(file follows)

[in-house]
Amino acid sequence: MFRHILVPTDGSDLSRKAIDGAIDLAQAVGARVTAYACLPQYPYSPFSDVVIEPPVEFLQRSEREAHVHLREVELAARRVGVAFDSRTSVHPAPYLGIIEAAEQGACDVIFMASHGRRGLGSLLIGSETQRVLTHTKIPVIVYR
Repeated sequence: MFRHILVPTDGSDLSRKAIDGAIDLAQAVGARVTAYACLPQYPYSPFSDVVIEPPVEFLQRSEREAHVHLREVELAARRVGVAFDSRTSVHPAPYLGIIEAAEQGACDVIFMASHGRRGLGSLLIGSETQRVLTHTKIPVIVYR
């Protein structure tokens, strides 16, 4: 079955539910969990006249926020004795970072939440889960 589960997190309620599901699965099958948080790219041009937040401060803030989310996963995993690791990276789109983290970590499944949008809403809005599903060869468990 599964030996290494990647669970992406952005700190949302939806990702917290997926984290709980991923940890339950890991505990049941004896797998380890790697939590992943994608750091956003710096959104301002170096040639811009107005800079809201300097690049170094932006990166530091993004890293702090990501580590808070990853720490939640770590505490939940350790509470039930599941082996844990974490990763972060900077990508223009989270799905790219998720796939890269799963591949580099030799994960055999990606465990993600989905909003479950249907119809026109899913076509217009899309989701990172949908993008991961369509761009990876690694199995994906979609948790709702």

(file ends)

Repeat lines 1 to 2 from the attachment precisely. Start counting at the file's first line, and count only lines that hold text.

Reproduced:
[in-house]
Amino acid sequence: MFRHILVPTDGSDLSRKAIDGAIDLAQAVGARVTAYACLPQYPYSPFSDVVIEPPVEFLQRSEREAHVHLREVELAARRVGVAFDSRTSVHPAPYLGIIEAAEQGACDVIFMASHGRRGLGSLLIGSETQRVLTHTKIPVIVYR